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How to Teach Your Horse to Accept The Bit & Bridle

How to Teach Your Horse to Accept The Bridle how to dressage

In order for a horse to gain good marks in dressage tests at any level, he must learn to accept the bit and bridle.

A horse that does not accept the bit will be against the rider’s hand and will be inclined to hollow through his back, trailing his hocks and lacking balance through transitions.

Just because a horse is working ‘in an outline’ does not mean that he is accepting the bit.

So, how do you train your horse to accept the bit in a willing and genuine way?

What is acceptance of the bit and bridle?

When the horse is moving through the paces, creating impulsion that travels from the back end of the horse to the front end, with no resistance, the rider is able to control the tempo and placement of the horse with the aids from their body, finalized by the bridle.

This is called ‘accepting the bit’, ‘accepting the bridle’, or ‘accepting the contact’.

Too often a horse that is not accepting the bit creates the opposite image. Which is that he is being controlled from the front end to the back end and with ‘aids’ from the rider that are mainly the hands and bit.

The horse should travel freely forwards, whilst accepting the rider’s rein aids and the mouth should be closed. This is correct riding on a willing, cooperative horse.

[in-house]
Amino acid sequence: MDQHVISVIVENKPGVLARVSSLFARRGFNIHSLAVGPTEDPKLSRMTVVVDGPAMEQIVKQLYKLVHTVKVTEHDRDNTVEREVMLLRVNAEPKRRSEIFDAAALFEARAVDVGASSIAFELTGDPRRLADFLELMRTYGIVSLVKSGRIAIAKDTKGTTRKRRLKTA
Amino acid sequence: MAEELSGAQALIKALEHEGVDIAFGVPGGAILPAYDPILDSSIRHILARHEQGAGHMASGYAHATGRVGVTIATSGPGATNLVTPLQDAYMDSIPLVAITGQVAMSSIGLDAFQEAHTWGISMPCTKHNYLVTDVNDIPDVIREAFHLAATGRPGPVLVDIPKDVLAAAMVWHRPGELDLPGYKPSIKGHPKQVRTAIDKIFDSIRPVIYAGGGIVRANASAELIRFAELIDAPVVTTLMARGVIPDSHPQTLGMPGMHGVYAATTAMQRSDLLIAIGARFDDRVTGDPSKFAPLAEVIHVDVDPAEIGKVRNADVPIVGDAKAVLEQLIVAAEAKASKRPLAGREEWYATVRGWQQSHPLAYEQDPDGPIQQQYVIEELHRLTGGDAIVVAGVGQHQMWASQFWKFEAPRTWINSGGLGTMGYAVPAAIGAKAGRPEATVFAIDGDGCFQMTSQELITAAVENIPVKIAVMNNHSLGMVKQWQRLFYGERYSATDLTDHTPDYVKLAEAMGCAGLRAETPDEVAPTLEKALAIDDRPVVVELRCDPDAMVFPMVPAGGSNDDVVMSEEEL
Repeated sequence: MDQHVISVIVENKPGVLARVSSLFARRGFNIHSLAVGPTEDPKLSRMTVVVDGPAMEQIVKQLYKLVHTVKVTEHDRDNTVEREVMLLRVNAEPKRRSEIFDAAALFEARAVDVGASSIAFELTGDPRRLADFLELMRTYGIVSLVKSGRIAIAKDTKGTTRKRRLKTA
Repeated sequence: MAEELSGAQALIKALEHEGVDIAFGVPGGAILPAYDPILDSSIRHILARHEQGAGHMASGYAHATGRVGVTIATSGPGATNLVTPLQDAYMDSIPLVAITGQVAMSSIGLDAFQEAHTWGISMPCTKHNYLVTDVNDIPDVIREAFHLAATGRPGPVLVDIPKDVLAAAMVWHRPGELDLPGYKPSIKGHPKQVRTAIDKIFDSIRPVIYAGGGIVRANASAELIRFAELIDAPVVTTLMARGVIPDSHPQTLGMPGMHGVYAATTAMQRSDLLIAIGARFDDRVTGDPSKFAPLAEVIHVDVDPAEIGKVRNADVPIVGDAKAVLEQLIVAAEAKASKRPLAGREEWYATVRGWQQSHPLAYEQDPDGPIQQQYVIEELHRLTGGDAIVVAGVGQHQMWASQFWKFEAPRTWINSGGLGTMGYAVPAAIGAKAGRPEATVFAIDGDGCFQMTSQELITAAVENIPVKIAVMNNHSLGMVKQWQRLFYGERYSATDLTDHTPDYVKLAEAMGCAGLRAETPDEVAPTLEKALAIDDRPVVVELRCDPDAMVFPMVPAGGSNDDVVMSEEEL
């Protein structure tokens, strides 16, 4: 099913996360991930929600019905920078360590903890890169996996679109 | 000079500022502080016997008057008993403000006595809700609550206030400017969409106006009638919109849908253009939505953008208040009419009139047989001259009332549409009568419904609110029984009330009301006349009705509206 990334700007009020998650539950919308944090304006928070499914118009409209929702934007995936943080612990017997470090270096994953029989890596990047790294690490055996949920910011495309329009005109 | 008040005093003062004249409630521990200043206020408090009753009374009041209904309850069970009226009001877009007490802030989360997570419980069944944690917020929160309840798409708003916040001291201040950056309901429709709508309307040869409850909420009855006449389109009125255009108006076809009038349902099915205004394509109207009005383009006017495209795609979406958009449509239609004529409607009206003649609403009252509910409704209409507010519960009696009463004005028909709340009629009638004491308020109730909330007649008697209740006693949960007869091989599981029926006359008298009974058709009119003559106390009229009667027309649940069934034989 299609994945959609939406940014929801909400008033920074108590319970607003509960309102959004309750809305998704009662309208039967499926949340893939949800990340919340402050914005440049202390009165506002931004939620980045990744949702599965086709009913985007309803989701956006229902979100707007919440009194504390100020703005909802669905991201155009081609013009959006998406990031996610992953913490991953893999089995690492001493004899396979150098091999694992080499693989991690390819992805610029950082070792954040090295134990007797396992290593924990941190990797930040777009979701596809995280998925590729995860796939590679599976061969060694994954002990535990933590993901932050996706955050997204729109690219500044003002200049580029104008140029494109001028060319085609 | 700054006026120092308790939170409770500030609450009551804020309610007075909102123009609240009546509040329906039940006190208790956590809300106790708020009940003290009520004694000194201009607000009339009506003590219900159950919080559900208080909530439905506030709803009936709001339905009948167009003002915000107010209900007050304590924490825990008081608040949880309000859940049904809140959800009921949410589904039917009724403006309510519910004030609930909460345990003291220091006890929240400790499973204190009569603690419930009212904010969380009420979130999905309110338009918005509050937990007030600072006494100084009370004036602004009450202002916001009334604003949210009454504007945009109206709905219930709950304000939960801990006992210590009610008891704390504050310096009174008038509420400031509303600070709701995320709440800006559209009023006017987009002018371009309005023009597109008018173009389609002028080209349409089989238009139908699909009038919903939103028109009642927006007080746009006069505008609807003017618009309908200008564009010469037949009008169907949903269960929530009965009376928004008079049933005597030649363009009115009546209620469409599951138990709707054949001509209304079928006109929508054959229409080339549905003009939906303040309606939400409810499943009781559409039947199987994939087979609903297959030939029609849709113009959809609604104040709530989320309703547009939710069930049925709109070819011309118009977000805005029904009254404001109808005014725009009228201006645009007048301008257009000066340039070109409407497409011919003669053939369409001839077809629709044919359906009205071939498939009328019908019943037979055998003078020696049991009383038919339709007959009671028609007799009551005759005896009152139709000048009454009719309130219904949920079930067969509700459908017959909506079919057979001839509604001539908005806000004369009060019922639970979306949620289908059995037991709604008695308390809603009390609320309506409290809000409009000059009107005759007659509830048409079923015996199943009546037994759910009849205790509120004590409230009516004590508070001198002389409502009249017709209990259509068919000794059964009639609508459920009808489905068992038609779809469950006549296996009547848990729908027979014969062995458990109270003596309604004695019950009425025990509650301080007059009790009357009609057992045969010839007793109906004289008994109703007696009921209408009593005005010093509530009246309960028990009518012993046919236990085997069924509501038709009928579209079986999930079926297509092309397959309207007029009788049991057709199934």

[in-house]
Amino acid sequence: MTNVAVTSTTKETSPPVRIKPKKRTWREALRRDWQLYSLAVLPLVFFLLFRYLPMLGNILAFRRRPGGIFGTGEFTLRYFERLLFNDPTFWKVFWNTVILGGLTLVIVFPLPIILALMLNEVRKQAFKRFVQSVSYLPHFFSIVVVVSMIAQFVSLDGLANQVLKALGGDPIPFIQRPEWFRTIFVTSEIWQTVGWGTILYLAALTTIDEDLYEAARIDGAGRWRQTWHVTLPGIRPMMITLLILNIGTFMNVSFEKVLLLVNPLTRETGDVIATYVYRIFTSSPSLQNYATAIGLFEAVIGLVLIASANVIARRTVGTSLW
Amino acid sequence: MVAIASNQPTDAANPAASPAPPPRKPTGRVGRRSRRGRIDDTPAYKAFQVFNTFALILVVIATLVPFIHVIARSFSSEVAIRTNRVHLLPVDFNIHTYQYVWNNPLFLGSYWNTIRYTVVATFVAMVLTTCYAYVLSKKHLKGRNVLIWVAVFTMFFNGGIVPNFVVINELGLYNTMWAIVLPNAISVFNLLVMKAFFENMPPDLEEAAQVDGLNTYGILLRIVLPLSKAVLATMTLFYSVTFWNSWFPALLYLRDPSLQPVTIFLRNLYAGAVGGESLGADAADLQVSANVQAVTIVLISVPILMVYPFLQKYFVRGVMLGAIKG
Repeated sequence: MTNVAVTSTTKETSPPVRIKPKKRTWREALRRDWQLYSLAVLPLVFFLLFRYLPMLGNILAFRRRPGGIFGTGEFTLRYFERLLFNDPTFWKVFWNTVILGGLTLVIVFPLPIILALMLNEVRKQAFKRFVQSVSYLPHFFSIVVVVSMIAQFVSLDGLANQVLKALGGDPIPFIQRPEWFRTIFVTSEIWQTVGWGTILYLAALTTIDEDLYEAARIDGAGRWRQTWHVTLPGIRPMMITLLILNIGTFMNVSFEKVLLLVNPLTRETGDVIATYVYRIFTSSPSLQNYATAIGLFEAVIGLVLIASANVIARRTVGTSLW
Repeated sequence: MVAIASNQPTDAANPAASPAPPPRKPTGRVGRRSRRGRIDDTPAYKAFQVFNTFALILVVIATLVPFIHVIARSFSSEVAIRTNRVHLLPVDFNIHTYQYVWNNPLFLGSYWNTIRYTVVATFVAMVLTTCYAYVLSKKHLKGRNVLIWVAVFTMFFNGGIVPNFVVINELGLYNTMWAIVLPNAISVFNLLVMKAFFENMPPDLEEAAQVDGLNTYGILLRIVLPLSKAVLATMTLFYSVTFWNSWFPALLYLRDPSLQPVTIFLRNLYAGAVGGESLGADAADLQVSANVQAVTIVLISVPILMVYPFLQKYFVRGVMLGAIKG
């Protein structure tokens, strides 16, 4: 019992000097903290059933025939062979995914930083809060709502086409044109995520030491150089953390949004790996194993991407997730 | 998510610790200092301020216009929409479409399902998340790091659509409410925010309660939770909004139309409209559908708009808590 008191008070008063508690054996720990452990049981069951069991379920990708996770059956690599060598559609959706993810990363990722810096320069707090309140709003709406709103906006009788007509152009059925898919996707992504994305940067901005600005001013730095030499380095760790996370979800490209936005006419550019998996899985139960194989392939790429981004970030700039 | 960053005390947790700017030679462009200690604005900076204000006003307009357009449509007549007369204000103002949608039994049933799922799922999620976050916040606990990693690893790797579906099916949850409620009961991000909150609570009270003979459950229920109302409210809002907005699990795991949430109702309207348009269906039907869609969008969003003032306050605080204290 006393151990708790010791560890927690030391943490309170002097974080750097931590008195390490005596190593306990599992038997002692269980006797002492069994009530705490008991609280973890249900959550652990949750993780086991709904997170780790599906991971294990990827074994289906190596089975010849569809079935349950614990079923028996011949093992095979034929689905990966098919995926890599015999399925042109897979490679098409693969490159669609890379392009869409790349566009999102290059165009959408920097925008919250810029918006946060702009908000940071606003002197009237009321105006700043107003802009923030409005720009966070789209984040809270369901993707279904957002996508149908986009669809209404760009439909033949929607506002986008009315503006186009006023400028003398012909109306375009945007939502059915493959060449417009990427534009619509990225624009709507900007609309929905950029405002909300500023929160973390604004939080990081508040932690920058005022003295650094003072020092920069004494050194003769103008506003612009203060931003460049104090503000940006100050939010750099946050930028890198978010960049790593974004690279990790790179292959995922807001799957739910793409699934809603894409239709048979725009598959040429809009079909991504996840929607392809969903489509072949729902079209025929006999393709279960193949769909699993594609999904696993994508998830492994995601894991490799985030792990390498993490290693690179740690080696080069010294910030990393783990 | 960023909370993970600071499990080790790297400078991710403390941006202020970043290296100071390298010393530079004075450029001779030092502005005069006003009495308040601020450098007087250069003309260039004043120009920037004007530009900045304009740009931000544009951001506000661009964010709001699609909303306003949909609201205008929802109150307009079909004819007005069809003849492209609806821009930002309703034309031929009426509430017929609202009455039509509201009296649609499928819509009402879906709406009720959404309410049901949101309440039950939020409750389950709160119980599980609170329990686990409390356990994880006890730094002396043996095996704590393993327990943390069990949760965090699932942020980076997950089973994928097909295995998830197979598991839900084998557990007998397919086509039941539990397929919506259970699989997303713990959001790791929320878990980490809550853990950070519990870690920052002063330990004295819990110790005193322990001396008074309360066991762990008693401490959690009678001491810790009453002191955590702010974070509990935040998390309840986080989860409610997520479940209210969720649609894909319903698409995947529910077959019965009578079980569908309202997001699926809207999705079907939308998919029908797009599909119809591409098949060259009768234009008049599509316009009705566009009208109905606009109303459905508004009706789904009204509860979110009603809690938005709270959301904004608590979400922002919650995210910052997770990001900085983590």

Teaching the horse to accept the bit and bridle

The best time to start riding the horse on the aids and into the bridle is early on in the young horse’s development, usually as soon as they are familiar with being ridden.

However, many horses find themselves ridden without a structure early in their development and a more formal education may start much later on in their life.

By this time the horse is bigger, more muscular (often in the wrong places), and mentally more opinionated. Educating these horses to accept the bridle takes longer and requires much more patience.

Simple, useful ways to help the older horse to accept the bit:

  • Simple transitions (walk-halt, halt-walk) to teach the horse to react to the leg, seat and rein aids promptly.
  • Right-angle turns to teach the horse to bend and correctly align his body by encouraging the hind legs to step under towards the center of gravity.
  • A combination of transitions and turns so the horse learns to bend, supple himself and balance at the same time.
  • Ensure that the rider is sitting down deeply into the saddle, whilst working out how to use their own biomechanical levers with and against the horse to teach him to accept the aids.
  • Exercises on squares, circles, and serpentines to teach suppleness and balance

Only when the horse is working in this way can he be said to be truly accepting the bridle.

In conclusion

When the horse is genuinely accepting the bit bridle, it will be obvious to the dressage judge and will be rewarded with good marks.

When the horse is working correctly, he will actively seek the contact through exercises such as ‘free walk on a long rein’ and when asked to ‘take the rein and stretch’ in trot and canter.

Although this correct way of going does take time and methodical training to achieve, it is essential if your horse is to progress through the levels.

Use the exercises and top tips given above to teach your horse to accept the bridle.

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